Although Germany and Russia have developed into modern democracies with free-market systems, NATO still fears the revival of the former Nazi and Soviet states, says Deputy Prime Minister Dmitry Rogozin.
Rogozin, Russia’s former Permanent Representative to NATO, told officers of the Aerospace Forces in the restricted area of Krasnoznamensk that no matter what type of political system Russia has the western military bloc will not change their views.
“No matter what Russia may be – imperial, communist or democratic – they see us with the same eyes as they did in the previous centuries,” he said.
The same attitude applies to Germany, Rogozin says, the largest and most successful economy in the European Union.
“The relationship with Germany also remains complicated, because they still fear it,” he said. “The Germans have no more than battalions in the NATO army, which does not exist in fact but unites national forces for certain operations.”
The Germans are not allowed to form even a brigade for a particular operation. They still fear the Germans, he added.
This week, President Dmitry Medvedev appointed Dmitry Rogozin, Russia’s envoy to NATO since 2008, deputy prime minister in charge of the defense complex.
NATO’s outdated principles
Rogozin went on to explain how NATO still conducts its business under the outdated principles first laid down by NATO Secretary General Lord Ismay, who held the post from 1952 til 1957.
“NATO continues to live by the principles set down by NATO Secretary General Lord Ismay: ‘America in, Germany under and Russia outside,’” Rogozin said. “This means control over German militarism; they understand…that the Germans may always develop into a force, which will consolidate Europe around itself,” he said.
Indeed, many in Germany have been calling for the creation of a European army that will eventually replace NATO, which many observers believe has overstayed its welcome.
“The long term goal is the establishment of a European army under full parliamentary control,” German foreign minister Guido Westerwelle told an audience last year at the Munich Security Conference, noting that the German government “wants to advance along this path.”
Meanwhile, according to Rogozin, America asserts its military presence on the continent by any means possible, while Russia is held at a distance.
“America must be represented in Europe by hook or by crook,” he said. “Russia must be held at a distance – and the farther the better.”
This warped formula forces Russia into the position where it must keep a watchful eye on what is happening behind the scenes of US-led military bloc.
“Hence the mission of Russian diplomats, military diplomats and intelligence officers is the opposite: they must be inside all the time and prevent the Americans from being alone with the Europeans,” he said.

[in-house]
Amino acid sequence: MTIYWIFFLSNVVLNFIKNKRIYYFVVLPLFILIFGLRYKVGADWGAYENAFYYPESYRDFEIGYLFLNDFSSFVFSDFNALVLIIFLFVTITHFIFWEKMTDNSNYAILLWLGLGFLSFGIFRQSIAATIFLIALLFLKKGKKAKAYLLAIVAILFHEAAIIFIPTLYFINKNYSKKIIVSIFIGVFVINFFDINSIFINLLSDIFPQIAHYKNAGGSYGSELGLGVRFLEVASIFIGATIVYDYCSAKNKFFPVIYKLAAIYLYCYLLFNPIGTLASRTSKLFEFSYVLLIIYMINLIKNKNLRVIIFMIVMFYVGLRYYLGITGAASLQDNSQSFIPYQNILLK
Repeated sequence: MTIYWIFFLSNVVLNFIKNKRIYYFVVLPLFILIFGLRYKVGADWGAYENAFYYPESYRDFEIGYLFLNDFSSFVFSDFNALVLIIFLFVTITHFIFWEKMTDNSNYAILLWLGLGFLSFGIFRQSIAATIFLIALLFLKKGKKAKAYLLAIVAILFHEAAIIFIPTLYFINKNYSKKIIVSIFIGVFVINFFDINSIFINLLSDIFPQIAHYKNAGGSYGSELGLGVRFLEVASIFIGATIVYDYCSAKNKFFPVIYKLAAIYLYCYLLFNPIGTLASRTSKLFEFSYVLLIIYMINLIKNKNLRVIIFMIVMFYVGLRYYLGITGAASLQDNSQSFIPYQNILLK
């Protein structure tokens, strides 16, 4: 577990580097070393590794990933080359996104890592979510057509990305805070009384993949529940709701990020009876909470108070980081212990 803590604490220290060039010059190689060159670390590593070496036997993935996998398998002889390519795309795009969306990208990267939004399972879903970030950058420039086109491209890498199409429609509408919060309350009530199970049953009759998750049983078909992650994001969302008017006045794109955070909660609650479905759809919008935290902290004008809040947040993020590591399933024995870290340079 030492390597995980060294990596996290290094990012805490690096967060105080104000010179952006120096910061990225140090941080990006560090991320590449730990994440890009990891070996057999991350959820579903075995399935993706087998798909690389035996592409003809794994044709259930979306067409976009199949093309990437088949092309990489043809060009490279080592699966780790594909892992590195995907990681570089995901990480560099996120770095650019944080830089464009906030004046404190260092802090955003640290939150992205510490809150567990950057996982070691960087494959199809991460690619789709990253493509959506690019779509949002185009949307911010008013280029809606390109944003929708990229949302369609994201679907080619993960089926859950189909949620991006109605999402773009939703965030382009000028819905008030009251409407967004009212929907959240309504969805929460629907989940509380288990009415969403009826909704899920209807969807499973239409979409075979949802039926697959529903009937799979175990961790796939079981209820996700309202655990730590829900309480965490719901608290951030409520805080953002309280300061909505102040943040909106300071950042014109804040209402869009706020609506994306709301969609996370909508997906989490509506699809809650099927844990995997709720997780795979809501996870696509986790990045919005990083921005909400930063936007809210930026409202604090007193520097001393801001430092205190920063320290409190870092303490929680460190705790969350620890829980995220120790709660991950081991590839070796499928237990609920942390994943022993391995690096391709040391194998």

Commenting on the highly controversial US missile defense system, which is being constructed just miles from the Russian border, Rogozin gave a grim account of the system, and what it means for much of Europe: “NATO has no such technologies or experience, they do not understand what is going on and they do not understand that NATO, the European allies of America, are nothing but a shield and a lamb to slaughter,” he said.
Rogozin, who is known for his straightforward speaking, ridiculed the Romanians for allowing components of the missile defense system on their territory, saying that they will have no control over it.
“We have scrutinized the agreement the Americans have signed with the Romanians [on the deployment of US interceptor missiles in Romania in the construction of the European missile defense],” the former NATO envoy said. “The Romanians may think they are important interception missile operators but even the base commander, a Romanian serviceman, has the right to enter only the lobby.”
He (the Romanian base commander) will never visit the control station for a very simple reason that the base is American, not NATO, Rogozin added.
The Deputy Prime Minister believes that the United States has convinced the Europeans that they need constant US involvement in their affairs.
“The Americans invented a story that Europe cannot do without them,” Rogozin said. The result of such a relationship is less than beneficial for Europe.
What this means for Europe is that they have become “hostages and targets of a retaliation attack,” without even having access to the American technologies.”.
Rogozin found tremendous irony in the situation, since it was the contributions of the all the western countries that allowed for the development of such systems, which remain, nevertheless, under American control.
“The American strategy, including that within NATO, is based on the absolute technological superiority in the Western world and on European monetary contributions to the US defense sector, which are spent on the development of these systems,” he concluded.
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